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dc.contributor.authorMykletun, Arnsteineng
dc.contributor.authorKnudsen, Ann Kristineng
dc.contributor.authorTangen, Toneeng
dc.contributor.authorØverland, Simon Nygaardeng
dc.date.accessioned2011-04-29T06:37:01Z
dc.date.available2011-04-29T06:37:01Z
dc.date.issued2010-02-09eng
dc.identifier.citationBMC Health Services Research 10:35en_US
dc.identifier.issn1472-6963eng
dc.identifier.urihttp://hdl.handle.net/1956/4713
dc.description.abstractBackground Improvements in treatment of mental disorders are repeatedly called for. General practitioners (GPs) are responsible for the majority of treatment of mental disorders. Consequently, we interviewed GPs about their opinions on how treatment of mental disorders in primary health care contexts could be improved. Methods Among GPs affiliated within the Norwegian reimbursement system, we approached 353, and made contact with 246 GP's. One-hundred of these agreed to participate in our study, and 95 of them expressed opinions on how to improve treatment of mental disorders. The telephone interviews were based on open-ended questions, responses were transcribed continuously, and content analysis was applied. Results are presented both as frequency tables of common responses, and as qualitative descriptions and quotations of opinions. Results Nearly all (95%) of the GPs had suggestions on how to improve treatment of mental disorders in primary health care. Increased capacity in secondary health care was suggested by 59% of GPs. Suggestions of improved collaboration with secondary health care were also common (57%), as were improvements of GPs' skills and knowledge relevant for diagnosing and treating mental disorders (40%) and more time for patients with mental disorders in GP contexts (40%). Conclusions The GPs' suggestions are in line with international research and debate. It is thought-provoking that the majority of GPs call for increased capacity in secondary care, and also better collaboration with secondary care. Some GPs made comparisons to the health care system for physical disorders, which is described as better-functioning. Our study identified no simple short-term cost-effective interventions likely to improve treatment for mental disorders within primary health care. Under-treatment of mental disorders is, however, also associated with significant financial burdens.en_US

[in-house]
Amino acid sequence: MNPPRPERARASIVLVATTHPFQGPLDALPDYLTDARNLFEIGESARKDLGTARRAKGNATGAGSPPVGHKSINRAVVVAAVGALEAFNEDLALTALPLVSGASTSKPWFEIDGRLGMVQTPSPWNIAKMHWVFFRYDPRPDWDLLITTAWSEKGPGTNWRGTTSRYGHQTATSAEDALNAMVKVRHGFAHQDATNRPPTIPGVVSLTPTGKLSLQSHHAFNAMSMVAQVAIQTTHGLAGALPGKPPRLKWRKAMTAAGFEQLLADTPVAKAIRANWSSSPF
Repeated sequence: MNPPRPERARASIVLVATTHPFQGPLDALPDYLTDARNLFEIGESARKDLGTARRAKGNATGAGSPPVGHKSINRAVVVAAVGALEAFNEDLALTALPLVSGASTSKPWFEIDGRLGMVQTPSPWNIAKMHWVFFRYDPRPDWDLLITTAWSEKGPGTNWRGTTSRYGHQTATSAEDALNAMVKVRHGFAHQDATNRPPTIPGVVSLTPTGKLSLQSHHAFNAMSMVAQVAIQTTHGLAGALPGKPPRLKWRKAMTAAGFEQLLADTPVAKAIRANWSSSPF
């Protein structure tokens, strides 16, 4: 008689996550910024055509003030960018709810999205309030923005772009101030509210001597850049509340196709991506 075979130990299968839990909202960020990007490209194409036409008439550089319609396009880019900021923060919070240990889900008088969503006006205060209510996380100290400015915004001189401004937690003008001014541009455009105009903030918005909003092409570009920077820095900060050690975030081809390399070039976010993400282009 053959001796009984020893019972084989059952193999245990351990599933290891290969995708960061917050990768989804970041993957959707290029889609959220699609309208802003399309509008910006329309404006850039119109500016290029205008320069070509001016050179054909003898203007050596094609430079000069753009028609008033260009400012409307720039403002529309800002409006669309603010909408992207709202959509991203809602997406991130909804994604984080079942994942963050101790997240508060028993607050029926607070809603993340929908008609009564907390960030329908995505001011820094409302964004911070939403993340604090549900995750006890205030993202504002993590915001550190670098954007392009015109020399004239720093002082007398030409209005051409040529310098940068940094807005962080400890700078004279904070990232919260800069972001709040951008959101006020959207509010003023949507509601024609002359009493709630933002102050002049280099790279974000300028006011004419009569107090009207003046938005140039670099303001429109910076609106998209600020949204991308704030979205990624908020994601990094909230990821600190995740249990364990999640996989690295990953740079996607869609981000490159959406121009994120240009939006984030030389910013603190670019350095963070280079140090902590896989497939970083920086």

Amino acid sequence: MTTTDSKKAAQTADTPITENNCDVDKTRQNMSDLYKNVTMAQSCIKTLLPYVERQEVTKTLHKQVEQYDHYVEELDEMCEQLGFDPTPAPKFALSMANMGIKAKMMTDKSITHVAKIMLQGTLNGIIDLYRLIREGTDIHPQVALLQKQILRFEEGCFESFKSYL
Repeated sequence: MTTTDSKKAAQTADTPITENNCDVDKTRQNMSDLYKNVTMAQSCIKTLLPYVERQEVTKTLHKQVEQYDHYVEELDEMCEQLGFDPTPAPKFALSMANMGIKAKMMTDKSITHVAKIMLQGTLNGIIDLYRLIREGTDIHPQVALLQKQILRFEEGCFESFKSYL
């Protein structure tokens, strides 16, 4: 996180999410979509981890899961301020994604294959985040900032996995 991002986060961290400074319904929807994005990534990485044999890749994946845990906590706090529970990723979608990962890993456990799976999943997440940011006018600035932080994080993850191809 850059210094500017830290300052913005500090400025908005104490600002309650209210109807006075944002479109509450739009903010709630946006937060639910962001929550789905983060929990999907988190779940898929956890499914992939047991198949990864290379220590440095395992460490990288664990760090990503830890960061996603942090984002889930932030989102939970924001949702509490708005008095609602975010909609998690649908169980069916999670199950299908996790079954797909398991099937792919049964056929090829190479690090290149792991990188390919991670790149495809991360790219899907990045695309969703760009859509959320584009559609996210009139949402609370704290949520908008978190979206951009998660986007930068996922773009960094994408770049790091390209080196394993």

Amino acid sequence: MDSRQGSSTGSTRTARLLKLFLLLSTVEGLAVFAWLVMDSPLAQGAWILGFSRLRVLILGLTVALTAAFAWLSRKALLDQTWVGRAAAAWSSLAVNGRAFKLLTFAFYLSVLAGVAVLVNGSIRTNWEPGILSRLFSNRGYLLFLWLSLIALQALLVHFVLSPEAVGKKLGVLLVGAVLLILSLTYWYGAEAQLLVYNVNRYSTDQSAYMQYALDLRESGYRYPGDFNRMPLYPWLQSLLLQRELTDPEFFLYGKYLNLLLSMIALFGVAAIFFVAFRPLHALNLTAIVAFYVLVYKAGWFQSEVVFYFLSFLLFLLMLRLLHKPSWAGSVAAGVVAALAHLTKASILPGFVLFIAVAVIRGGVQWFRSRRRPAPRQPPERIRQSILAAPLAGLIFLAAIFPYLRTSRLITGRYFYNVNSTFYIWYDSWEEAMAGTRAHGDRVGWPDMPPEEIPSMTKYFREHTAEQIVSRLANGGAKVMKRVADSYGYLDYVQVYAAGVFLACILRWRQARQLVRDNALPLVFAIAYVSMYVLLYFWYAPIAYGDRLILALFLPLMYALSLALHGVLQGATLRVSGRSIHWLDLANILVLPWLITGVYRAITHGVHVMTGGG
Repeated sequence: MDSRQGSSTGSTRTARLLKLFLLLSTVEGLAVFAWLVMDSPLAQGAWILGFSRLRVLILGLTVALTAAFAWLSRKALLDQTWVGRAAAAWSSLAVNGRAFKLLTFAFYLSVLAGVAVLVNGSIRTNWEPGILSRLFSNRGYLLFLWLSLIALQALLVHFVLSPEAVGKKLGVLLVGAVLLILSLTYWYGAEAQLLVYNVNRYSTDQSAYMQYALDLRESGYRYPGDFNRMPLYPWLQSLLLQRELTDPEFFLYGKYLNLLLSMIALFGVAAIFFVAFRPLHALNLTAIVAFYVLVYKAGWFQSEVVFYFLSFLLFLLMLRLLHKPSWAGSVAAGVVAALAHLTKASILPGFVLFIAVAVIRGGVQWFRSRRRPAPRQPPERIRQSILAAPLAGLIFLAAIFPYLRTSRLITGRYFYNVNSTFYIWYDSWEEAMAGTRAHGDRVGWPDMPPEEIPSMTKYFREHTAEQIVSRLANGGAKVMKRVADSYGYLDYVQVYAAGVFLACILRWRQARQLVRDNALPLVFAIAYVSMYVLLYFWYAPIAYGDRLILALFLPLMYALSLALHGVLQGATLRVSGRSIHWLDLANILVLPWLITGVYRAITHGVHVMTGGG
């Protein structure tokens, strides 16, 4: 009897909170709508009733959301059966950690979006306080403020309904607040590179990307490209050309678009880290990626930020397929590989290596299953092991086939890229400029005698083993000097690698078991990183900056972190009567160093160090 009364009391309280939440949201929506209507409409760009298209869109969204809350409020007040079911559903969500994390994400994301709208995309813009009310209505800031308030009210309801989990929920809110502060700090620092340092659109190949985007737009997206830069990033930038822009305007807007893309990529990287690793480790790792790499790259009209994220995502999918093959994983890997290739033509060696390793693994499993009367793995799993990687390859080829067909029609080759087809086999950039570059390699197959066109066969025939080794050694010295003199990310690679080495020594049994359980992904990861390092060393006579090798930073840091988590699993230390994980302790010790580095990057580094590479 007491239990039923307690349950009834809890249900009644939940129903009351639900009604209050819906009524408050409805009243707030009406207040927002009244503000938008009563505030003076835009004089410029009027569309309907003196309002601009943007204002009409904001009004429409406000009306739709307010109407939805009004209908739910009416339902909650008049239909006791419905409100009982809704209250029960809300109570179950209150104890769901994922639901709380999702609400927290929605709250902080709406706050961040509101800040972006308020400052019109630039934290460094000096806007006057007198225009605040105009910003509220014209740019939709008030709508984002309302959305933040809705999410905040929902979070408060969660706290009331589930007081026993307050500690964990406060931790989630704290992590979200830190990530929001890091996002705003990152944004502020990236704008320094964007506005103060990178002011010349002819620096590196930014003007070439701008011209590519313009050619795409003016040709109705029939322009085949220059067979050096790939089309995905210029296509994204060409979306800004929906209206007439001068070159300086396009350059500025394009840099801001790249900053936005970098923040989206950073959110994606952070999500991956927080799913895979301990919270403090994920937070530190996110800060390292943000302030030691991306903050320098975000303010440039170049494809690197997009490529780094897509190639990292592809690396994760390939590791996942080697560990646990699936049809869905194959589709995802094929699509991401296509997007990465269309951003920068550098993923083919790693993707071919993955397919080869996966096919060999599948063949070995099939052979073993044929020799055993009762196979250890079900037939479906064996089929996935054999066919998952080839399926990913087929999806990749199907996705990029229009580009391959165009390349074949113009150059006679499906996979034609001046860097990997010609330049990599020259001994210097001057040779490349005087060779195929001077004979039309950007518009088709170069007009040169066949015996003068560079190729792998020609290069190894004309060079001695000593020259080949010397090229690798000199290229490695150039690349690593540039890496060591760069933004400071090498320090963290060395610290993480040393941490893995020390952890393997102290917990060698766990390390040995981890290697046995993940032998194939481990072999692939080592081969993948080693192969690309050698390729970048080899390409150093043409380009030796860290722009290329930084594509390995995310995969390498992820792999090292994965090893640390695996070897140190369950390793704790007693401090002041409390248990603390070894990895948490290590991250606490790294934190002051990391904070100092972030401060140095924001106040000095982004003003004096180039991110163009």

dc.language.isoengeng
dc.publisherBioMed Centraleng
dc.rightsAttribution CC BYeng
dc.rights.urihttp://creativecommons.org/licenses/by/2.0eng
dc.titleGeneral practitioners' opinions on how to improve treatment of mental disorders in primary health care. Interviews with one hundred Norwegian general practitionerseng
dc.typePeer reviewedeng
dc.typeJournal articleeng
dc.rights.holderCopyright 2010 Mykletun et al; licensee BioMed Central Ltd.
dc.rights.holderMykletun et al.eng
dc.type.versionpublishedVersioneng
bora.peerreviewedPeer reviewedeng
bora.cristinID340712eng
bibo.doihttp://dx.doi.org/10.1186/1472-6963-10-35eng
dc.identifier.cristinID340712eng
dc.identifier.doihttp://dx.doi.org/10.1186/1472-6963-10-35


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